What is Stimming?
Stereotypy or self-stimulatory behavior refers to repetitive body movements or repetitive movement of objects. These movements are used solely to stimulate one’s own senses. This behavior is common in many individuals with developmental disabilities; it appears to be most common in children and adults with autism. It is important to note that not all self-injurious behaviors are considered to be self-stimulatory. Self-injurious behavior can also be communicative (see below).
What are some symptoms of stimming?
Stimming symptoms include: gazing at a wall or fixating on an object; repetitive body movements such as rocking back and forth; repetitive movement of objects, such as turning on and off light switches.
Here are some stereotypical stimming behaviors.
- Visual: Staring at lights or ceiling fans; repetitive blinking; moving fingers in front of the eyes; hand-flapping, gazing at nothing in particular; tracking eyes; peering out of the corners of eyes; lining up objects; turning on and off light switches.
- Auditory: Vocalizing in the form of humming, grunting, or high-pitched shrieking; tapping ears or objects; covering and uncovering ears; snapping fingers; making vocal sounds; repeating vocal sequences; repeating portions of videos, books or songs at inappropriate times.
- Tactile: Scratching or rubbing the skin with one’s hands or with another object; opening and closing fists; tapping surfaces with fingers.
- Vestibular: Rocking front to back; rocking side-to-side; spinning; jumping; pacing.
- Taste: Placing body parts or objects in one’s mouth; licking objects.
- Smell: Sniffing or smelling people or objects.
Why might my child be engaged in stimming?
Children with ASD engage in stimming for a variety of reasons. One explanation is that it releases opiate-like substances in the brain called beta-endorphins, which can produce either a euphoric or anesthetic effect. Others believe that stimming could be due to the mechanism that provides: (a) an extra dose of internal stimulation for children with ASD who feel under-stimulated or (b) a feeling of tranquility for children who feel overstimulated.
Children who are hypersensitive, or overly sensitive to stimuli, may engage in stimming because they want to reduce their current level of stimulation, whether they perceive their environments as too loud, bright or crowded.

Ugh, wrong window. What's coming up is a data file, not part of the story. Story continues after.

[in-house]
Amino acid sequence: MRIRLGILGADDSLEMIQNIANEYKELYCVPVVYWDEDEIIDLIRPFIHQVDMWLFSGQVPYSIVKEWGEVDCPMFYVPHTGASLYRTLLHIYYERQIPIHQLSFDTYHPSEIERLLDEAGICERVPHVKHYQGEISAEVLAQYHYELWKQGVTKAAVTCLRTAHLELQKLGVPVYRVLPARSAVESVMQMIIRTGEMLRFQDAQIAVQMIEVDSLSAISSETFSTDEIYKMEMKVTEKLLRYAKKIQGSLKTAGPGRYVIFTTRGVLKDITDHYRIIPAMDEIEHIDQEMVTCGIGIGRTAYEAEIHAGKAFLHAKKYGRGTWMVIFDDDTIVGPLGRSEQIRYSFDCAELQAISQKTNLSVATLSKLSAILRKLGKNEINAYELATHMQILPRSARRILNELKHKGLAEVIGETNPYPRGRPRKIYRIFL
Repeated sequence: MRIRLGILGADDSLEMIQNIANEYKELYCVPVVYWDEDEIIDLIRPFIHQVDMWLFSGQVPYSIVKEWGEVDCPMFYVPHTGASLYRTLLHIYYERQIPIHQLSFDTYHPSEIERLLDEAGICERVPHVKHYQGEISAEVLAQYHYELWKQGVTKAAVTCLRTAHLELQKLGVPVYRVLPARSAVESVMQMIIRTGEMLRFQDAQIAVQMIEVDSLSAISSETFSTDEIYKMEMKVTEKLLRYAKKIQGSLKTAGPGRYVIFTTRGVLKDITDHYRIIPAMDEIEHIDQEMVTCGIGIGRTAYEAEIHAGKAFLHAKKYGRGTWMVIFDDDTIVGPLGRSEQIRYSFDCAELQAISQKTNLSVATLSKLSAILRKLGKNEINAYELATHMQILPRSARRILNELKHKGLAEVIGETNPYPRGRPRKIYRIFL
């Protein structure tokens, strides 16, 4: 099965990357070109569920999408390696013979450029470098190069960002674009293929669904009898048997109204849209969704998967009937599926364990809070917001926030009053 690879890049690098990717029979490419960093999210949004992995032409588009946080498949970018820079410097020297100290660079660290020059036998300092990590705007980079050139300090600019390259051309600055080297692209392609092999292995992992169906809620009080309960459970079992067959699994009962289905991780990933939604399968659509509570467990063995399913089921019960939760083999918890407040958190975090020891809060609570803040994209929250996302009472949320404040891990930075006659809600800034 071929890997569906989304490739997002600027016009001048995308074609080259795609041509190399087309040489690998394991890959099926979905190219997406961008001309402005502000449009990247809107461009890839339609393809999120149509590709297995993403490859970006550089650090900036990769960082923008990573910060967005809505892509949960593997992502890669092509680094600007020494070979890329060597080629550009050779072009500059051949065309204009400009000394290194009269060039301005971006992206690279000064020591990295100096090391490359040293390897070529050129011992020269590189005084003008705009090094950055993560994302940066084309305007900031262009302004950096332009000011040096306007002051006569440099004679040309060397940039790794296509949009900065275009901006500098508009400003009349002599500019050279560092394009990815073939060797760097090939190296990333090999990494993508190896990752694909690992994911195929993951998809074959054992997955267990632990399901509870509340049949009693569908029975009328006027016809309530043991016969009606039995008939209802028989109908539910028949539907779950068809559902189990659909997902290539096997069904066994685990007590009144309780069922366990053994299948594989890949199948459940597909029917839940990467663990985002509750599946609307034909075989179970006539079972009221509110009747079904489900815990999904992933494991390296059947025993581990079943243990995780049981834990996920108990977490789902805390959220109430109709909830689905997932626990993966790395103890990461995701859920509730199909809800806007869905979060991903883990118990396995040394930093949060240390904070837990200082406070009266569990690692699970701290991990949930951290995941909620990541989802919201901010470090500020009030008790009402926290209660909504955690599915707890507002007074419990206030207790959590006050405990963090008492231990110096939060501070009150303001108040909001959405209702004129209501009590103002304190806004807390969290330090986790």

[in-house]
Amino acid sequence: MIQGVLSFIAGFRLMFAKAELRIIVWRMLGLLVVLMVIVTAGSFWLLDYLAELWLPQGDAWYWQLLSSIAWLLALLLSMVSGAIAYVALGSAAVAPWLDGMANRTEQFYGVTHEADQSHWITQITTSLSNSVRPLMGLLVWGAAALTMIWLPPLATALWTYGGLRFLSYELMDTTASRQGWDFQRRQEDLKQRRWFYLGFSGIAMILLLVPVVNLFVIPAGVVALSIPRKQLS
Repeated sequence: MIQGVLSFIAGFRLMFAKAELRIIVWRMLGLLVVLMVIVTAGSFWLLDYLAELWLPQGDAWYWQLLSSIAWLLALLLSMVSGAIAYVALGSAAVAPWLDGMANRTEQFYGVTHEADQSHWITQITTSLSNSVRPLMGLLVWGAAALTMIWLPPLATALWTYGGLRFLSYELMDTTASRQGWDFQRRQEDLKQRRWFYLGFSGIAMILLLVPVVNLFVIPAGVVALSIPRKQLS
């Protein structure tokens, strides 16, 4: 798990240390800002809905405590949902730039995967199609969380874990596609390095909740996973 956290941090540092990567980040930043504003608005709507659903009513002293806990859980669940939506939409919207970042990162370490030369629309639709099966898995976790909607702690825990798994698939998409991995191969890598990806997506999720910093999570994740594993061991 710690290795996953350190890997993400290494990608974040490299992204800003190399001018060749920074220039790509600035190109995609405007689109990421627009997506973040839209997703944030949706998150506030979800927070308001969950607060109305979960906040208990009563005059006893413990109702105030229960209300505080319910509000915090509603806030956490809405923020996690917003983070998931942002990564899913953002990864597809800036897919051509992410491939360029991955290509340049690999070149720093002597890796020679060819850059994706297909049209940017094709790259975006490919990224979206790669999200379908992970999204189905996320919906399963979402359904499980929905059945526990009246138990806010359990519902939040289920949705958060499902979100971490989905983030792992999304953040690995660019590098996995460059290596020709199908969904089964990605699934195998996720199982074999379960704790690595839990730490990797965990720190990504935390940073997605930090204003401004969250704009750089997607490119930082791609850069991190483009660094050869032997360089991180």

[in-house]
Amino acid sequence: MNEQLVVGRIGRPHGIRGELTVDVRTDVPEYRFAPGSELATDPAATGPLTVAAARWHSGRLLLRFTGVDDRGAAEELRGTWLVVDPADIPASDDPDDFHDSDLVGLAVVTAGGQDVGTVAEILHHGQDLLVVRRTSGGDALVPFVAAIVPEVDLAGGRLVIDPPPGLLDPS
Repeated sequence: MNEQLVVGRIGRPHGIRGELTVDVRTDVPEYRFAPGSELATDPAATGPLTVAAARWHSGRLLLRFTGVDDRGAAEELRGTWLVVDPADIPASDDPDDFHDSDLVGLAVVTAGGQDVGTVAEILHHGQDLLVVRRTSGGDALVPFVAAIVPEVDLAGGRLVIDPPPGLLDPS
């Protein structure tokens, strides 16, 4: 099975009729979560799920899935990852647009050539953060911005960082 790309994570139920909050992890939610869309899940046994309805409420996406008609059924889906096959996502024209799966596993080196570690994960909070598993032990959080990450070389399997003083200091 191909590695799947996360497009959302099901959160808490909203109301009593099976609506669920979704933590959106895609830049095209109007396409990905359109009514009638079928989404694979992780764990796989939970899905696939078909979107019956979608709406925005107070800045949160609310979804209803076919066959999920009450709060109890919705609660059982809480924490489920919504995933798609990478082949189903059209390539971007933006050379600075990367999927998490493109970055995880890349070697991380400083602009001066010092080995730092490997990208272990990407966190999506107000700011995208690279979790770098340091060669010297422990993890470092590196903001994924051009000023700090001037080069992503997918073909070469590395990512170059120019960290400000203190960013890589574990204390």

Children who are hyposensitive, or under-responsive to stimuli, may demonstrate the opposite effects: stimming may actually increase arousal. They may engage in self-stimulatory behaviors that provide them with an extra dose of sensory excitement, such as flapping or spinning, licking toys, sucking on household objects, or standing at sinks and running their hands under cold water.
In extreme instances, stimming may take on the form of self-injurious behavior. Examples include head banging, eye poking, and handing biting. Not all self-injurious behaviors are considered self-stimulating. Self-injurious behavior can also be communicative; children may hit their heads because they are frustrated and unable to tell their parents or caretakers what they want.
How might I help treat my child’s stimming?
Evidence suggests that the combination of positive reinforcement for functional responses with deceleration techniques (i.e extinction or over-correction) may provide an effective means of reducing self-stimulatory behavior and will help teach appropriate replacement behaviors.
Our Approach from North Shore Pediatric Therapy
Our program at North Shore Pediatric Therapy will help your child decrease his/her self-stimulatory behaviors by proactively redirecting your child to more appropriate behaviors and, more important, by teaching your child appropriate play skills. Our highly trained and experienced behavior team will determine the function of this behavior and develop an appropriate overcorrection procedure. In addition, we will create a behavior support plan developed exclusively for your child.